The dramatic drop in crude oil prices has put the oil and gas industry under tremendous pressure to cut costs and find new areas of improvement. While signs the market is starting to stabilize exist, oil and gas companies will still need to optimize operations to stay competitive. One of the best ways to reach this goal is through data analytics solutions.
Increase Drilling Uptime
Drilling operations have room for improvement. IDC Energy Insights reported that, while drilling costs represent nearly half of well expenditures, only 42 percent of drilling operations’ time is actually spent drilling. The majority of their time is spent on problems, rig movement, defects and waiting periods.
One way to improve production is by using data analytics that help operations do the following:
- Enable operators to correlate real-time downhole drilling data with production data of nearby wells to optimize drilling strategy. According to industry experts, this practice can help oil and gas companies increase production by 6 to 8 percent.
- Avoid potential problems by identifying deviations from signature profiles; for example, ensuring the downhole equipment and reservoir are protected when bringing wells online to avoid costly mistakes.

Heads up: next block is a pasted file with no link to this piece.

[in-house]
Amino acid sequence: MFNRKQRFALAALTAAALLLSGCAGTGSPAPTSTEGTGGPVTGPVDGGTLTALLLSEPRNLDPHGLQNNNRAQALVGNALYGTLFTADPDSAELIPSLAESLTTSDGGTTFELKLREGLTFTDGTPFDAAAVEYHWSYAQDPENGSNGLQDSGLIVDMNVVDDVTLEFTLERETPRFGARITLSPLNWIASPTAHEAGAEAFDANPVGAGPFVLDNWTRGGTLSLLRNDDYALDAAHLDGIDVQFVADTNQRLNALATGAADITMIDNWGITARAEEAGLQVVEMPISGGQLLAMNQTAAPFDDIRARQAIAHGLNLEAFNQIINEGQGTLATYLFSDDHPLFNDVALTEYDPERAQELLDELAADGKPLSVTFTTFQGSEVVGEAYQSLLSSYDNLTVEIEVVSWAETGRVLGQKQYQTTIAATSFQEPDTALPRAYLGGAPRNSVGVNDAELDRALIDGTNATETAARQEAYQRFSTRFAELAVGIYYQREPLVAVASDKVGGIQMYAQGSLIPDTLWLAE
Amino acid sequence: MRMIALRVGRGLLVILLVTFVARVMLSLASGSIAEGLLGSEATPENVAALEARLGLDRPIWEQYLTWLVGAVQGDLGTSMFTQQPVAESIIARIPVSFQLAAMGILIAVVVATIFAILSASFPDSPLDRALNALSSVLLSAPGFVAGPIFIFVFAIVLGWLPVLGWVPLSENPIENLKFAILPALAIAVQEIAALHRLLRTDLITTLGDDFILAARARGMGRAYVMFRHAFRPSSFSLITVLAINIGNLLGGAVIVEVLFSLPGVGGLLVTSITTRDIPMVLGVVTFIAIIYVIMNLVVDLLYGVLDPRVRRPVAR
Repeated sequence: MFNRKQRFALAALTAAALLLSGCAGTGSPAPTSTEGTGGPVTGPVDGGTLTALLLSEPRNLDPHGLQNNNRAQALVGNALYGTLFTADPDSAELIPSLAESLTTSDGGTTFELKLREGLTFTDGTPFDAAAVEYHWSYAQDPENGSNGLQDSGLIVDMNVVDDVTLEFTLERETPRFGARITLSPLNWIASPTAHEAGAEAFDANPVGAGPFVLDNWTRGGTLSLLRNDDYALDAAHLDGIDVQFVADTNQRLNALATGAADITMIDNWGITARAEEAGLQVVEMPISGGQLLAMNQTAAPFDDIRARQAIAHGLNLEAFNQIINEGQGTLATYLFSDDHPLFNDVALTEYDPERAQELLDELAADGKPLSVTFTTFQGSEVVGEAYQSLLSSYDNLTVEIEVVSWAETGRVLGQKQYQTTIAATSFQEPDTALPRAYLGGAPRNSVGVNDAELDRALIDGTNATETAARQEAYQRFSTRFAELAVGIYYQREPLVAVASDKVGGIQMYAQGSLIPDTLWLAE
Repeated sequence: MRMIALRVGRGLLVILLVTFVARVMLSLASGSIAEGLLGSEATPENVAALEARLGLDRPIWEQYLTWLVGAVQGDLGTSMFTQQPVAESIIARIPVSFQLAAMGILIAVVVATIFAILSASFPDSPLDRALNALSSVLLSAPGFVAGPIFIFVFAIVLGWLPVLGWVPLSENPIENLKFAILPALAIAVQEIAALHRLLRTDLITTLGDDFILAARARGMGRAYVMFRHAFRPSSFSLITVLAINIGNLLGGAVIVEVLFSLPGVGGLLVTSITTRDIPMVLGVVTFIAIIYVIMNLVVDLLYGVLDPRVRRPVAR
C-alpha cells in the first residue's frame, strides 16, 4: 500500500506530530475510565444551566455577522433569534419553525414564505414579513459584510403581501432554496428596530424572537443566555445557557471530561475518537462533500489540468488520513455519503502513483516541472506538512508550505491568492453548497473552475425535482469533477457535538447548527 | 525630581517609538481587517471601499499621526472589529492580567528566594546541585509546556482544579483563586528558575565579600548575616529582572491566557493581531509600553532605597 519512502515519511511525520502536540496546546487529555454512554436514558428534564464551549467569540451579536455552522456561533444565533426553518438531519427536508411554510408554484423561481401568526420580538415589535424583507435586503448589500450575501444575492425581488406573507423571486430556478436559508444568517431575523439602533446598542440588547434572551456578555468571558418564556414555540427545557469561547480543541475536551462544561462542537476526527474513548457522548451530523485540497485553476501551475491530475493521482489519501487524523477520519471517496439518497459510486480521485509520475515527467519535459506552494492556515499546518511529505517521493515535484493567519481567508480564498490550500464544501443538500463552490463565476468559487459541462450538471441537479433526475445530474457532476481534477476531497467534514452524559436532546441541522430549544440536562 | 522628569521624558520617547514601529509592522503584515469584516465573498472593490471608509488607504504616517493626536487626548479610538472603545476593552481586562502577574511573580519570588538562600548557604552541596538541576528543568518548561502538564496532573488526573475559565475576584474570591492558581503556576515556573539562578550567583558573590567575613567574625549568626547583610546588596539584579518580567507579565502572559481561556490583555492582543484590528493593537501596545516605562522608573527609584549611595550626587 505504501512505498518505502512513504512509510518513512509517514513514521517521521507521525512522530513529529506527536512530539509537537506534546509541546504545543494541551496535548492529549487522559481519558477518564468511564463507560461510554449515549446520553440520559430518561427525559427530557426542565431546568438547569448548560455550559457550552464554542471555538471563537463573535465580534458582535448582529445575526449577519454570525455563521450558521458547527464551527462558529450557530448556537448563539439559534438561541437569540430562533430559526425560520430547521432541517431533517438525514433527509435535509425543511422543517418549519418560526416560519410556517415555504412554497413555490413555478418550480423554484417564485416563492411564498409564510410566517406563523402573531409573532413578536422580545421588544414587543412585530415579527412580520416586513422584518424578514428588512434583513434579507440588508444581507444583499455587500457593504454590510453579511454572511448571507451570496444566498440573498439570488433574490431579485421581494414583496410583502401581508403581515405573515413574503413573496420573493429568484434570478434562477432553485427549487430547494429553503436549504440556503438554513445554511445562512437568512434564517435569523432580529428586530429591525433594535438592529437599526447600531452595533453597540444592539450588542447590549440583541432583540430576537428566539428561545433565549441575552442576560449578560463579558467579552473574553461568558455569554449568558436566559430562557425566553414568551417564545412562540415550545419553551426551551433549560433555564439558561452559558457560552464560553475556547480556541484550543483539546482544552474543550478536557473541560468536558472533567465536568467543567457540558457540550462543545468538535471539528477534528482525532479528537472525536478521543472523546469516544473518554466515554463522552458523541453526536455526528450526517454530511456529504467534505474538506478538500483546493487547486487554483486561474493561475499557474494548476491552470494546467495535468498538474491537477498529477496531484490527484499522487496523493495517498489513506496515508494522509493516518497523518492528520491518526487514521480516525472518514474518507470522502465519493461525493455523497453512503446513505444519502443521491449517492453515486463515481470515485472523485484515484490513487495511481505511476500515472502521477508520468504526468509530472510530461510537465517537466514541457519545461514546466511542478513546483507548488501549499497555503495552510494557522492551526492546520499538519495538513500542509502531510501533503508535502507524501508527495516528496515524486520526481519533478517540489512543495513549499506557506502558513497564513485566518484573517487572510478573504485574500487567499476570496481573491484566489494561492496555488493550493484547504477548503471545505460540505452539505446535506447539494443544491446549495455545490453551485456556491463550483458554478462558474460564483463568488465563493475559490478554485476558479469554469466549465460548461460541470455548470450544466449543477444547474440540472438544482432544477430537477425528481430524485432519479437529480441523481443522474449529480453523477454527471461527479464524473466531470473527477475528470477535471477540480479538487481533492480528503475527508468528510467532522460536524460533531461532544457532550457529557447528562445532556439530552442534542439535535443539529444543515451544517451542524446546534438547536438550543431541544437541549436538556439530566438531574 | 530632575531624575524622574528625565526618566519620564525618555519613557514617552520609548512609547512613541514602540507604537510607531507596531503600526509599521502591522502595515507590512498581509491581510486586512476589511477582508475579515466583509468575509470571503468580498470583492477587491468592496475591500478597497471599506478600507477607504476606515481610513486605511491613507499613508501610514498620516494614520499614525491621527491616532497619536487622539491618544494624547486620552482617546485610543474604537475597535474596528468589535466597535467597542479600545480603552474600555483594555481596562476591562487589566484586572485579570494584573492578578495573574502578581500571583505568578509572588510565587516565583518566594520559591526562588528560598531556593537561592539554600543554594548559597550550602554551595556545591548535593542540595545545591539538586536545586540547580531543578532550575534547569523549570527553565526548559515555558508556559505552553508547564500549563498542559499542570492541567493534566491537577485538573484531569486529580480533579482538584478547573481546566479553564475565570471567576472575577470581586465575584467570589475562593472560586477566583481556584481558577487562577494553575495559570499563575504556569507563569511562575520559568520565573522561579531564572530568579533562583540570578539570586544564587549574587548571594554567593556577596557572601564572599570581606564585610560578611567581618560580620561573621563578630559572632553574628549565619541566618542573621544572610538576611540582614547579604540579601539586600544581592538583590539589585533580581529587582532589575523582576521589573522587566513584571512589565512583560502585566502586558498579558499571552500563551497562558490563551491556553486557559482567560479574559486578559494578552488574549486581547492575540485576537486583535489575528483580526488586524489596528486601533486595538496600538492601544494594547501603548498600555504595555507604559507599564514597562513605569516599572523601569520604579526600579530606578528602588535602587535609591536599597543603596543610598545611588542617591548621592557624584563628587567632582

- Predict downhole tool failures and immediately determine which parameters may need adjusting by analyzing real-time data relative to past performance.
Expect the Unexpected
Wells have a type-curve that profiles expected production over their lifetime. Decline curve analysis (DCA) is a common graphical procedure used for understanding declining production rates and forecasting future performance. Over time, well production rates typically decrease from a loss of reservoir pressure or changing volumes of the produced fluids. The DCA concept involves fitting a line through the performance history then assuming this same trend will continue in future forms.